Again, accident has made me aware of facts which give me to understand, that, in passing through the usual curriculum of a college life in all its paths, Shelley did not go scathless,—but that, in the tampering with venal pleasures, his health was seriously, and not transiently, injured. The effect was far greater on his mind than on his body; and the intellectual being greater than the physical power, the healthy reaction was greater. But that reaction was also, especially in early youth, principally marked by horror and antagonism. Conscientious, far beyond even the ordinary maximum amongst ordinary men, he felt bound to denounce the mischief from which he saw others suffer more severely than himself, since in them there was no such reaction. I have no doubt that he himself would have spoken even plainer language, though to me his language is perfectly transparent, if he had not been restrained by a superstitious notion of his own, that the true escape from the pestilent and abhorrent brutalities which he detected around him in "real" life is found in "the ideal" form of thought and language. Ardent and romantic, he was eager to discover beauty "beneath" every natural aspect. Of all men living, I am the one most bound to be aware of the inconsistency; but you will see it reconciled a little later.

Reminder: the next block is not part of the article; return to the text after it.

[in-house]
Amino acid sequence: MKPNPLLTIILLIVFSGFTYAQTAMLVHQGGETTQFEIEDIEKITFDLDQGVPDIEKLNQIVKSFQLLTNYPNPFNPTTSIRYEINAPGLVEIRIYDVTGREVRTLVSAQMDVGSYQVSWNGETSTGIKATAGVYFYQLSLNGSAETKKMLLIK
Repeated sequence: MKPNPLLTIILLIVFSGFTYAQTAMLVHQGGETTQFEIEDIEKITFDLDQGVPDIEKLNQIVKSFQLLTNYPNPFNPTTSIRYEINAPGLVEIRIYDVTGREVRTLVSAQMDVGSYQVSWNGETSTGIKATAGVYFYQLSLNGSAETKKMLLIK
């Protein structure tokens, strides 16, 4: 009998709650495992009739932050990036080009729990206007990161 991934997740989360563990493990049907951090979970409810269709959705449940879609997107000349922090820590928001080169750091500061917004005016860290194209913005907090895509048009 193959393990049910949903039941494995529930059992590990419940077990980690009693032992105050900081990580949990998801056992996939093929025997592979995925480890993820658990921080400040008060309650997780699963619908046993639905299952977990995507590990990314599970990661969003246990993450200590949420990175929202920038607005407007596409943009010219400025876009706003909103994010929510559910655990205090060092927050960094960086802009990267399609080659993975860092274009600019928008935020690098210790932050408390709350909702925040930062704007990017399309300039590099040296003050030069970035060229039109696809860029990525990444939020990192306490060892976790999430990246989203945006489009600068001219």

Shelley left college prone "to fall in love,"—having already, indeed, gone through some very slight experiences of that process. In his wanderings, in a humble position which conciliated rather than repelled him, he met with Harriet Westbrooke, a very comely, pleasing, and simple type of girlhood. She was at some disadvantage, under some kind of domestic oppression; so she served at once as an object for his disengaged affection, and a subject for his liberating theories, and as a substratum for the idealizing process upon which he constructed a fictitious creation of Harriet Westbrooke. His dreams bearing but a faint and controversial resemblance to the Harriet Westbrooke of daily life, the fictitious image prevented him from knowing her, until the reality broke through the poetical vision only to shock him by its inferiority or repulsiveness. As to the poor girl herself, she never had the capacity for learning to know him. In the sequel she proved to be the not unwilling slave of a petty domestic intrigue,—oppression from which he would have rescued her. Married life enabled him to discover that she was the reverse of the being that he had fancied. They were first married in Scotland in 1811. Shelley made acquaintance with the Godwins in 1812, before his eldest child was born. I am not sure whether he was acquainted with Mary at that time; but some circumstances which I cannot verify make me doubt it. Harriet's daughter was born early in the summer of 1813, and it was before the close of that year that the couple began to disagree. The wife was evidently under the dominion of a relative whose influence was injurious to her. I do not find a hint of any imputation upon what is usually called her "fidelity"; but the relative manifestly desired to show her power over both. It is probable that at an early day Shelley's disposition to see "sermons in stones and good in everything" made him think better of that interloping lady than she deserved,—and that consequently he not only gave her encouragement, but committed himself to something which, to Harriet's mind, justified her deference for ill-considered advice. It is very likely that she was counselled to extend her power over Shelley in a manner which her own simple nature would not have suggested; but, being as foolish as it was cunning and vulgar, such conduct could no result but that of repelling a man like Shelley. That he acquired a detestation of the relative is a certain fact. He must have been expecting a second child when he formally remarried Harriet in England on the twenty-fourth of March, 1814; and that ceremony has been mentioned by several writers to prove the most opposite conclusions,—that Shelley was devoted to his first wife, and that he behaved to her with the basest hypocrisy. It proves nothing but his desire to place the hereditary rights of the second child, who might be a boy, beyond doubt; and the precaution was justified by the event. Before the close of the same year Harriet returned to her father's house, and there she gave birth to a son, Charles, who would have inherited the baronetcy, if he had not died in 1826, after his father's death. The parting took place about the twenty-fourth of June, 1814; and at the same time Shelley wrote a poem, of which fragments are given in the recently published "Relics." The verse shows, first, that Shelley was suffering severely from the chronic conflict which he had undergone, and, secondly, that he had found some novel comfort in the intercourse with Mary.